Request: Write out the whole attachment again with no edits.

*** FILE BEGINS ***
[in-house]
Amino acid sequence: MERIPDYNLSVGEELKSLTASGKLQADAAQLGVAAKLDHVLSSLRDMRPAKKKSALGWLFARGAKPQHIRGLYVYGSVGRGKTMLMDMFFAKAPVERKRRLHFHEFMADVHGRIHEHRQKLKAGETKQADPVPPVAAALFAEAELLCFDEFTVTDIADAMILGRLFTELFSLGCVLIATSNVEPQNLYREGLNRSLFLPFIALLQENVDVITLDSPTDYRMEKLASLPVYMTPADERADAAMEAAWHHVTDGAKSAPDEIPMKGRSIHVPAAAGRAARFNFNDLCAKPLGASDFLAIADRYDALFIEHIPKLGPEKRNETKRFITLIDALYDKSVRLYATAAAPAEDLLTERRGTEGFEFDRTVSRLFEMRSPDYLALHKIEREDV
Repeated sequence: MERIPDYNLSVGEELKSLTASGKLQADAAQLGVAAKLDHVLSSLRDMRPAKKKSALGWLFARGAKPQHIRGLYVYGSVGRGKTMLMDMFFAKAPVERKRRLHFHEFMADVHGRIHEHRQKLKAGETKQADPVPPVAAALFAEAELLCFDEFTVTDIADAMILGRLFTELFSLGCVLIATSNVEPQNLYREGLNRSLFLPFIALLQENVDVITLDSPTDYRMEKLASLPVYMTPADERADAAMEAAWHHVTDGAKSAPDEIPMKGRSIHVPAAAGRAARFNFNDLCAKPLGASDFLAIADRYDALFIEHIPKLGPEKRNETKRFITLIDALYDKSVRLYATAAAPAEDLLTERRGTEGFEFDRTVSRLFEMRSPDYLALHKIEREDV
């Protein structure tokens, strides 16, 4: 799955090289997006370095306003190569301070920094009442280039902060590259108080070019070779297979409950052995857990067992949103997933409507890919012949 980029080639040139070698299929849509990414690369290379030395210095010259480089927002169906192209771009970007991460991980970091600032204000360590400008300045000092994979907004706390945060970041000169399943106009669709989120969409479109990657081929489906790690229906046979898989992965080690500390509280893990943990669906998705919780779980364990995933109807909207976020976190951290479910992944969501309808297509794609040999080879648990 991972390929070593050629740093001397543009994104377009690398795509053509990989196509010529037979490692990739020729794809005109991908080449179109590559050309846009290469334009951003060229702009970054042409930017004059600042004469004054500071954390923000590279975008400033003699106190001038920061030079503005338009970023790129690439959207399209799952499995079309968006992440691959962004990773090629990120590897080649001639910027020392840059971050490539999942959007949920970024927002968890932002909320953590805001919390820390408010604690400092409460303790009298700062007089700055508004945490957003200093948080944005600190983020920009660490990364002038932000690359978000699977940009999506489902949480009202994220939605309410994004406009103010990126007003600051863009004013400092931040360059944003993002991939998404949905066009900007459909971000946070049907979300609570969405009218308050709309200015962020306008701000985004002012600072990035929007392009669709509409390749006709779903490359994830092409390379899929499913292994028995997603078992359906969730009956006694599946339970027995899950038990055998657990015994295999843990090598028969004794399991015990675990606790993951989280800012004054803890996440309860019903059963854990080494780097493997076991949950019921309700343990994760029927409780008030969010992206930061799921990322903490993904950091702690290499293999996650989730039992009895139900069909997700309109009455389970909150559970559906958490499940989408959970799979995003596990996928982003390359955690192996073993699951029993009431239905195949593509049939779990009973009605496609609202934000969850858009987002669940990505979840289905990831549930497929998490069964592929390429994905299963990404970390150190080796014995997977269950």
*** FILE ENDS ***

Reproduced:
[in-house]
Amino acid sequence: MERIPDYNLSVGEELKSLTASGKLQADAAQLGVAAKLDHVLSSLRDMRPAKKKSALGWLFARGAKPQHIRGLYVYGSVGRGKTMLMDMFFAKAPVERKRRLHFHEFMADVHGRIHEHRQKLKAGETKQADPVPPVAAALFAEAELLCFDEFTVTDIADAMILGRLFTELFSLGCVLIATSNVEPQNLYREGLNRSLFLPFIALLQENVDVITLDSPTDYRMEKLASLPVYMTPADERADAAMEAAWHHVTDGAKSAPDEIPMKGRSIHVPAAAGRAARFNFNDLCAKPLGASDFLAIADRYDALFIEHIPKLGPEKRNETKRFITLIDALYDKSVRLYATAAAPAEDLLTERRGTEGFEFDRTVSRLFEMRSPDYLALHKIEREDV
Repeated sequence: MERIPDYNLSVGEELKSLTASGKLQADAAQLGVAAKLDHVLSSLRDMRPAKKKSALGWLFARGAKPQHIRGLYVYGSVGRGKTMLMDMFFAKAPVERKRRLHFHEFMADVHGRIHEHRQKLKAGETKQADPVPPVAAALFAEAELLCFDEFTVTDIADAMILGRLFTELFSLGCVLIATSNVEPQNLYREGLNRSLFLPFIALLQENVDVITLDSPTDYRMEKLASLPVYMTPADERADAAMEAAWHHVTDGAKSAPDEIPMKGRSIHVPAAAGRAARFNFNDLCAKPLGASDFLAIADRYDALFIEHIPKLGPEKRNETKRFITLIDALYDKSVRLYATAAAPAEDLLTERRGTEGFEFDRTVSRLFEMRSPDYLALHKIEREDV
């Protein structure tokens, strides 16, 4: 799955090289997006370095306003190569301070920094009442280039902060590259108080070019070779297979409950052995857990067992949103997933409507890919012949 980029080639040139070698299929849509990414690369290379030395210095010259480089927002169906192209771009970007991460991980970091600032204000360590400008300045000092994979907004706390945060970041000169399943106009669709989120969409479109990657081929489906790690229906046979898989992965080690500390509280893990943990669906998705919780779980364990995933109807909207976020976190951290479910992944969501309808297509794609040999080879648990 991972390929070593050629740093001397543009994104377009690398795509053509990989196509010529037979490692990739020729794809005109991908080449179109590559050309846009290469334009951003060229702009970054042409930017004059600042004469004054500071954390923000590279975008400033003699106190001038920061030079503005338009970023790129690439959207399209799952499995079309968006992440691959962004990773090629990120590897080649001639910027020392840059971050490539999942959007949920970024927002968890932002909320953590805001919390820390408010604690400092409460303790009298700062007089700055508004945490957003200093948080944005600190983020920009660490990364002038932000690359978000699977940009999506489902949480009202994220939605309410994004406009103010990126007003600051863009004013400092931040360059944003993002991939998404949905066009900007459909971000946070049907979300609570969405009218308050709309200015962020306008701000985004002012600072990035929007392009669709509409390749006709779903490359994830092409390379899929499913292994028995997603078992359906969730009956006694599946339970027995899950038990055998657990015994295999843990090598028969004794399991015990675990606790993951989280800012004054803890996440309860019903059963854990080494780097493997076991949950019921309700343990994760029927409780008030969010992206930061799921990322903490993904950091702690290499293999996650989730039992009895139900069909997700309109009455389970909150559970559906958490499940989408959970799979995003596990996928982003390359955690192996073993699951029993009431239905195949593509049939779990009973009605496609609202934000969850858009987002669940990505979840289905990831549930497929998490069964592929390429994905299963990404970390150190080796014995997977269950």